Perlcast

Perl News 2007-04-27

Parrot 0.4.11 Released

On April 17th Parrot 0.4.11, "Tax Bird", was released. This release included features such as:

  • perl6regex front end reflecting recent S05 syntax changes
  • Updates on Parrot-based implementations of Lua, PHP ("Plumhead"), BASIC, and pynie
  • Refactorings and improvements in test coverage
  • and many bugfixes, enhancements, and general code improvements

Pugcode.org Service Update

During the past couple months, #perl6 has revamped several pugscode.org services including:

  • Updating run.pugscode.org, the popular run-perl6-in-your-browser page, to the latest development version, featuring a much more responsive UI via AJAX and mod_perl, and preloaded sessions.
  • Updating dev.pugscode.org, a developer-oriented Wiki workspace based on Trac, featuring integrated source tree browser, ticket tracker, as well as devbot6, a new TracBot on #perl6 that announces workspace edits and planet six posts.
  • Updating Svn.pugscode.org, Pugs’s primary repository, to Subversion 1.4.2, providing much faster (30%+) turnaround for SVK 2.0 users with its pipelining/ra_replay support. There are also two read-only mirrors at svn.openfoundry.org and svn.perl.org, updated every minute.
  • Updating Darcs.pugscode.org, the read-only Darcs mirror, to now be powered by Tailor, which preserves information on committer and commit messages.
  • Updating Spec.pugscode.org to not only track the Perl6 specification, but also pugs/docs/Perl6/.
  • Updating Invite.pugscode.org, where committers on #perl6 hand out commit bits to new Pugs hackers

Perl 6 Summary Writer Needed

The current maintainer of the Perl 6 summary will be unable to continue creating the Perl 6 summaries after April. A volunteer or group of volunteers is needed to take over the task. Please contact Ann Barcomb if you would like more information about what the job entails.

Perl 6 Microgrants

Best Practical Solutions has donated USD5,000 to The Perl Foundation to help support Perl Development. Leon Brocard, representing The Perl Foundation’s grants committee, will work with me to select proposals and evaluate project success. Best Practical is__ hoping to fund a range of Perl 6-related projects over the life of the grant program. Accepted grants might be for coding, documentation, testing or even writing articles about Perl 6. The program isn’t tied to any one implementation of Perl 6 and is nterested in seeing proposals related to Pugs, Perl 6 on Parrot, Perl 6 on Perl 5 or any other Perl 6 implementation. Most microgrant projects should be able to be completed in 4-6 calendar weeks.

To submit a grant proposal, please email perl6-microgrants at perl.org with the following information:

  • A two to three paragraph summary of the work you intend to do
  • A quick bio — Who are you? Is there opensource work you’ve done that we should have a look at?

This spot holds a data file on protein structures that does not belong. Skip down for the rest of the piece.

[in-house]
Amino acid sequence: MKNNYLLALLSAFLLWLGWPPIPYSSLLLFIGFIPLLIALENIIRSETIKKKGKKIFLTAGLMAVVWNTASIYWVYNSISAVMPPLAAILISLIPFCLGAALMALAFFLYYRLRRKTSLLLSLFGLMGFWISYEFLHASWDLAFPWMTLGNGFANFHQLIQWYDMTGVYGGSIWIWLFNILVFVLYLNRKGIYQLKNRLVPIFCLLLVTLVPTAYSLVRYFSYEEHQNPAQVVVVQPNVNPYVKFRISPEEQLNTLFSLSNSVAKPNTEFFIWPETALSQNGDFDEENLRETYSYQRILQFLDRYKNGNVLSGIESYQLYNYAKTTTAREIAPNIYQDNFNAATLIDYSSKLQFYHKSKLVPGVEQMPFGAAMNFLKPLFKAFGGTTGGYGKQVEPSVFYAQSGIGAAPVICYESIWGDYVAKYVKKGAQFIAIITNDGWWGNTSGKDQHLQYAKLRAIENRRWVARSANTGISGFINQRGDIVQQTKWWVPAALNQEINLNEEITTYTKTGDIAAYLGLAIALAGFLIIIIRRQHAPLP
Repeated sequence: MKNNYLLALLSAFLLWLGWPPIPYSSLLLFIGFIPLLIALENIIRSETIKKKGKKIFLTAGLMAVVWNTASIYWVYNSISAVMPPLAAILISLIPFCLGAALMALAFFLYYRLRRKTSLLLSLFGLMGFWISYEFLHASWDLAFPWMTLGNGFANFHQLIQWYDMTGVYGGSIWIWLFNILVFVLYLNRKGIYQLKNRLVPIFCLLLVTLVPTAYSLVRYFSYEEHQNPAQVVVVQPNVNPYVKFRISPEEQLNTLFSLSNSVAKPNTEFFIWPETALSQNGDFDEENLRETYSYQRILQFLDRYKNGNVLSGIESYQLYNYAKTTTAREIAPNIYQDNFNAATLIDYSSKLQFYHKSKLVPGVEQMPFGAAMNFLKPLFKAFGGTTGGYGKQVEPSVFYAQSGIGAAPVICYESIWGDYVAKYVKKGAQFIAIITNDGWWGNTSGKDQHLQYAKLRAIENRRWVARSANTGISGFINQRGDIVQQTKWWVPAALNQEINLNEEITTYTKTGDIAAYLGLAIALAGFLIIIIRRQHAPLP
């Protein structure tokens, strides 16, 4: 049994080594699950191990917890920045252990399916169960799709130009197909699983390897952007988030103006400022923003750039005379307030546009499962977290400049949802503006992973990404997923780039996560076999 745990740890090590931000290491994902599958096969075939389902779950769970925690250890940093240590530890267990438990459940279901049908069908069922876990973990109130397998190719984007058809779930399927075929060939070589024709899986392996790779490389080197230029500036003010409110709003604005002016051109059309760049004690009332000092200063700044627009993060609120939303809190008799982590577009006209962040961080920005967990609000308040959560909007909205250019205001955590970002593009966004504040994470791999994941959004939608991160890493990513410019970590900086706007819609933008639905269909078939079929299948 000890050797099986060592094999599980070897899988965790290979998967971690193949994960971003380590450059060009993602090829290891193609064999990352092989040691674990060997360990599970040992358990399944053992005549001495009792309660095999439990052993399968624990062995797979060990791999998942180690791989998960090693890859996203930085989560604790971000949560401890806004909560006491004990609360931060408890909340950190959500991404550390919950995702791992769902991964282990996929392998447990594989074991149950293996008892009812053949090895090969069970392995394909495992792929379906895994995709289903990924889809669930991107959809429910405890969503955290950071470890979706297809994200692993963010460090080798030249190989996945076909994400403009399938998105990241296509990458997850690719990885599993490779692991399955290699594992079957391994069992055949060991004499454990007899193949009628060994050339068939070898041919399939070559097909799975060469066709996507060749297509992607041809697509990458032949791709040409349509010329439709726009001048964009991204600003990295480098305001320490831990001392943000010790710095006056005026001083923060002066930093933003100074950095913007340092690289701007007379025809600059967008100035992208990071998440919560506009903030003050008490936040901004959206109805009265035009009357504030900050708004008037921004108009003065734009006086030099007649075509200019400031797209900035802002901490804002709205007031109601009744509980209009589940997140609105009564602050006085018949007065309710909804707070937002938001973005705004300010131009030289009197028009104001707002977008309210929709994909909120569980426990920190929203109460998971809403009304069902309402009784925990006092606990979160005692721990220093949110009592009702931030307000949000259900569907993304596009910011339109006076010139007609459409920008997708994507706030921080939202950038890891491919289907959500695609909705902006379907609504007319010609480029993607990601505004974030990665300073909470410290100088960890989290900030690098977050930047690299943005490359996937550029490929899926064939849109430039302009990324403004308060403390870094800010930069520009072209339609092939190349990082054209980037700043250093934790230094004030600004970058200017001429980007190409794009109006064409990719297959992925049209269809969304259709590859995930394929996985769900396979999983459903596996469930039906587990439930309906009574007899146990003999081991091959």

• A brief description of what "success" will mean for your project — How will we know you’re done?
  • Where (if anywhere) you’ve discussed your project in the past
  • Where you’ll be blogging about your progress. (Twice-weekly blog posts are a requirement for getting your grant money)

Proposals will be accepted on a rolling schedule, with the first 10 grants paid out over the course of the summer. Submit your proposals early and often. Don’t let somebody else beat you to the punch ;)

First Perl 6 Microgrant awarded to Steve Peters for Parrot Portability

Speaking of Perl 6 Microgrants, Steve Peters was selected as the recipient of the first Perl 6 microgrant. Steve has been instrumental in helping to ensure that Perl 5 has stayed incredibly portable for the past few years. Steve is now starting to turn some of his attention to Parrot and in the course of the grant intends on ensuring:

  • Successful completion of a full Cygwin compile of Parrot and application of necessary patches to Parrot. Test failures should be in line with what is observed on Linux or Mac OS X.
  • Compile Parrot with Intel C++ and Sun Studio 12 for Linux, application of any necessary patches, and cleanup of compiler specific issues.
  • Compilation of Parrot with Borland C++ on Windows with application of necessary patches to the Parrot core. Cleanup of compiler specific issues with necessary additional changes patched in the Parrot core.
  • Investigation into gmake "-j" support to allow for parallel building of Parrot.

Steve will be blogging about his grant progress at http://use.perl.org/~speters/journal

TPF Grant for Perl::Critic Policies

The Perl Foundation has given Chris Dolan a grant for extending Perl Critic by implementing around 20 new Perl Best Practices policies outlined in the TODO document of the Perl Critic distribution. Chris plans on doing this work over the summer, which would cause Perl Critic to support all of the PBP policies that are feasible to implement.

TPF Grant For Improving Smoulder

Smoulder is a web-based smoke test aggregator that allows developers and QA testers to upload or monitor the test results from their projects. TPF has issued Steve Peters a grant to improve smoulder by

  • Remove custom XML format in favor of using plain TAP and TAPx::Parser.
  • Extend Smolder to handle small CPAN style modules more easily and automatically.
  • Setup a Smolder server for the CGI::Application community to serve as a testing ground and public display for their 110+ CPAN modules.